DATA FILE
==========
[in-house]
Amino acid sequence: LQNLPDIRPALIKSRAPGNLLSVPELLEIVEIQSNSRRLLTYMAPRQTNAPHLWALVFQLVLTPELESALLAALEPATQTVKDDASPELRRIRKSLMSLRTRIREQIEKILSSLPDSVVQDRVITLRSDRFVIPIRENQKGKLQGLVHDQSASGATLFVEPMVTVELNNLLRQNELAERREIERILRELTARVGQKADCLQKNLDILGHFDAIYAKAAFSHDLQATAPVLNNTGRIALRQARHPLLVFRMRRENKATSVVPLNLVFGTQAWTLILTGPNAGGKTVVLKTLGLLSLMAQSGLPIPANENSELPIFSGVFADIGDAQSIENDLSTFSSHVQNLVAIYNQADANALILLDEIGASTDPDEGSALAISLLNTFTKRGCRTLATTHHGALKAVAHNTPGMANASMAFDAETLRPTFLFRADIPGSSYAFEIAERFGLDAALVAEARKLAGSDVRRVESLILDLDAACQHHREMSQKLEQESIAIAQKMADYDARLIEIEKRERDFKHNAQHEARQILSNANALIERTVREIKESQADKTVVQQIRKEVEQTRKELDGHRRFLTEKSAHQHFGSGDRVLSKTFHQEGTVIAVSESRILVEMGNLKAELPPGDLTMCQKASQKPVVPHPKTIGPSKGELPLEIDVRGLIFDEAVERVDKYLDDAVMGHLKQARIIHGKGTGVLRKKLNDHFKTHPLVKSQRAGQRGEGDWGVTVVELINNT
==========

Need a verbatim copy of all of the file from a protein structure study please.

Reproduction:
[in-house]
Amino acid sequence: LQNLPDIRPALIKSRAPGNLLSVPELLEIVEIQSNSRRLLTYMAPRQTNAPHLWALVFQLVLTPELESALLAALEPATQTVKDDASPELRRIRKSLMSLRTRIREQIEKILSSLPDSVVQDRVITLRSDRFVIPIRENQKGKLQGLVHDQSASGATLFVEPMVTVELNNLLRQNELAERREIERILRELTARVGQKADCLQKNLDILGHFDAIYAKAAFSHDLQATAPVLNNTGRIALRQARHPLLVFRMRRENKATSVVPLNLVFGTQAWTLILTGPNAGGKTVVLKTLGLLSLMAQSGLPIPANENSELPIFSGVFADIGDAQSIENDLSTFSSHVQNLVAIYNQADANALILLDEIGASTDPDEGSALAISLLNTFTKRGCRTLATTHHGALKAVAHNTPGMANASMAFDAETLRPTFLFRADIPGSSYAFEIAERFGLDAALVAEARKLAGSDVRRVESLILDLDAACQHHREMSQKLEQESIAIAQKMADYDARLIEIEKRERDFKHNAQHEARQILSNANALIERTVREIKESQADKTVVQQIRKEVEQTRKELDGHRRFLTEKSAHQHFGSGDRVLSKTFHQEGTVIAVSESRILVEMGNLKAELPPGDLTMCQKASQKPVVPHPKTIGPSKGELPLEIDVRGLIFDEAVERVDKYLDDAVMGHLKQARIIHGKGTGVLRKKLNDHFKTHPLVKSQRAGQRGEGDWGVTVVELINNT